"So they have to make enough to buy the bag, ship the bag, delete the ads, and pay the overheads, and they're still at it. Someone is still making money."
The “Smart multifunction handlebar bag” is no longer listed in this AliExpress store.… But another web store is still selling it for only $ 19.99. But what you get, or whether you get anything at all, is completely unknown.
That leaves Route Werks in a difficult place. Is the fraud actually increasing brand awareness or causing immeasurable brand damage? How do you fight something you never expected from a faceless enemy with no name or address who operates behind a computer screen over a VPN?
There's the financial and business implications for the brand, but there's also the emotional toll of the whole ordeal. "The trust you have in the world can be damaged very quickly if someone without an identity steals all of your belongings," says Sirotin. "I don't even know where to start."
Sirotin, who spent 25 years as an industrial designer, says his company invested 4,600 hours developing the handlebar bag, which is the first ever bicycle offering. The day we chat, the first box of consumer bags landed on his doorstep – a moment we discuss as the satisfying climax of a very long journey. He's proud of the bag and ready to take on the established brands in this category.
The Route Werks team sweat the details on their handlebar bag and solved many of the problems that existed elsewhere.
He also understands the rules of this particular game. Route Werks, he says, "needs to get smarter ideas into this category faster than anyone else can shake them off … If we can do that, we'll be around for a very long time." And if we can't, there will be someone else, ”he muses philosophically.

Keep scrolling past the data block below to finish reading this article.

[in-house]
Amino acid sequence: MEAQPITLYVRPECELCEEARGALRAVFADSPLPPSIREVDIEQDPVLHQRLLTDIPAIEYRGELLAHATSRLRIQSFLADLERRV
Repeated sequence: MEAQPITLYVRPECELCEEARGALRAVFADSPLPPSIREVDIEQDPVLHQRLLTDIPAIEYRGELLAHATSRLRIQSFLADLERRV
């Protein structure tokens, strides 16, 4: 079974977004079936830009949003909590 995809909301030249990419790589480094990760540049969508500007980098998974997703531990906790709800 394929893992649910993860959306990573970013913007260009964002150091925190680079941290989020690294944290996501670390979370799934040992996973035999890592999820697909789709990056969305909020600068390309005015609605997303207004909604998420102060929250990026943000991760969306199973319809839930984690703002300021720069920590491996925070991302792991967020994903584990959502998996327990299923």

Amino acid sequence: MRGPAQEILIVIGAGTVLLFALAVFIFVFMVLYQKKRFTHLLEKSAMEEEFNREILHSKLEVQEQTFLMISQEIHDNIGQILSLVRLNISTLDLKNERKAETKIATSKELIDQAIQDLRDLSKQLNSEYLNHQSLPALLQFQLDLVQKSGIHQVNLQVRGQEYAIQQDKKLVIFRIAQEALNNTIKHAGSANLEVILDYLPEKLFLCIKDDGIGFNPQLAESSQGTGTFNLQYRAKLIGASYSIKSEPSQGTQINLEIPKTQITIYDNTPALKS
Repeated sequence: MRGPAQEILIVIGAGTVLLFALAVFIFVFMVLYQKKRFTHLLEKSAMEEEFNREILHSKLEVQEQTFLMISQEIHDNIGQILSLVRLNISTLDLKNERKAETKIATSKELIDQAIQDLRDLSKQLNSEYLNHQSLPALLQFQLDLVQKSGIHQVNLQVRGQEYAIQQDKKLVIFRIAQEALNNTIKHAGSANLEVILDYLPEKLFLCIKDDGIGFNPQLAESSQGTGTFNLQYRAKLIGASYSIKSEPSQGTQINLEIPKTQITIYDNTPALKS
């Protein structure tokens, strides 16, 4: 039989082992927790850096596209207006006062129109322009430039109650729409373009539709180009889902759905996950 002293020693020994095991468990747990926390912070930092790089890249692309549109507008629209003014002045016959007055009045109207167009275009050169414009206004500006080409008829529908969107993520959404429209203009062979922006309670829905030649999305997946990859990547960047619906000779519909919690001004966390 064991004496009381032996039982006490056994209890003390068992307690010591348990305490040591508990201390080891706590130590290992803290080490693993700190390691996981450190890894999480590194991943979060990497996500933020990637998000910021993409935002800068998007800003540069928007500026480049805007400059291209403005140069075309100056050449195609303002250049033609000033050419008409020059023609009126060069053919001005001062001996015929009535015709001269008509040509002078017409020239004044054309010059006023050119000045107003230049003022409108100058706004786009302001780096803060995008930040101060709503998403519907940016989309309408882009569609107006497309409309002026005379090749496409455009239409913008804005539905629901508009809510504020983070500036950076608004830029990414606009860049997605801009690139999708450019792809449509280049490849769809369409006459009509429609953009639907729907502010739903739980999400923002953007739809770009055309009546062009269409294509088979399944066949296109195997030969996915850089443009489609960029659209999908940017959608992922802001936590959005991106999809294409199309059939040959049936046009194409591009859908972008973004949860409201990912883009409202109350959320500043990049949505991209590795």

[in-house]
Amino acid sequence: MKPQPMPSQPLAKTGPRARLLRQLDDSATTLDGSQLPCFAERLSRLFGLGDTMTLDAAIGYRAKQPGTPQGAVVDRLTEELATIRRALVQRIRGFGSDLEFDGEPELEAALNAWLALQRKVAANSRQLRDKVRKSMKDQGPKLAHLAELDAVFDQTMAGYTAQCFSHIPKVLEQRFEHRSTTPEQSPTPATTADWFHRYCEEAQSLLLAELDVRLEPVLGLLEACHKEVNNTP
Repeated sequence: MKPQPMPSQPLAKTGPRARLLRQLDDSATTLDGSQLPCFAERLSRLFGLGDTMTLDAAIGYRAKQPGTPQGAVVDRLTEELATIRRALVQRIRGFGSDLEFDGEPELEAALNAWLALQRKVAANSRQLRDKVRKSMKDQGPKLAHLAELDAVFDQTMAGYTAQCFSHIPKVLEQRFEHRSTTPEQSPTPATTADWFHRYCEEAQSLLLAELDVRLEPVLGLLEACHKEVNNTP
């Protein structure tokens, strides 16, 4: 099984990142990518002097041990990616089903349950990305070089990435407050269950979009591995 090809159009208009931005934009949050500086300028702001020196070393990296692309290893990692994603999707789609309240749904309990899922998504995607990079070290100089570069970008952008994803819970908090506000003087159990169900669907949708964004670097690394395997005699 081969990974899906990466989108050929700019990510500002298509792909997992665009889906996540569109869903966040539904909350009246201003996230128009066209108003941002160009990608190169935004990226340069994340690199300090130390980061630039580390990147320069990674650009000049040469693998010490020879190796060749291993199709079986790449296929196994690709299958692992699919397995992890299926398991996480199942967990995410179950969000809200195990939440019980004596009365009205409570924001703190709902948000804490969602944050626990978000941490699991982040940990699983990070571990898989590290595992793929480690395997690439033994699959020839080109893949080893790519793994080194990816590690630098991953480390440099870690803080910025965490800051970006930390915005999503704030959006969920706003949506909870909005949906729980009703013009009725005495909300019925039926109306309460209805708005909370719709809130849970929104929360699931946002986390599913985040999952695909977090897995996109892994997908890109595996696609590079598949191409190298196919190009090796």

“It feels fine to me. I am ready for this challenge. This is a reasonable set of rules. But the scam sites cheat for me. You didn't do any work. They just packed our pictures, our video and our things and pretended to sell it, ”says Sirotin. “And then they gave people something else that they bought off the shelf from the OEM market in China. It's a lot harder for me to get involved in how you compete against each other. "
There's no truely satisfying conclusion to Route Werks' scam saga as it is still ongoing and there are no signs of its waning.
But there is one thing to look forward to. After months of work and years of development against the backdrop of a global pandemic, the real Route Werks handlebar bags are finally beginning to find their way into the world. Sirotin and his team are waiting for the first reviews, some good news, and outside approval for all of their hard work.
Until then, they have no choice but to keep playing hit after hit.
The Route Werks handlebar bag is currently closed due to pre-orders. However, to be notified when they're back in stock, log into RouteWerks.us.
James Huang has a sample in hand – keep an eye out for a CyclingTips review.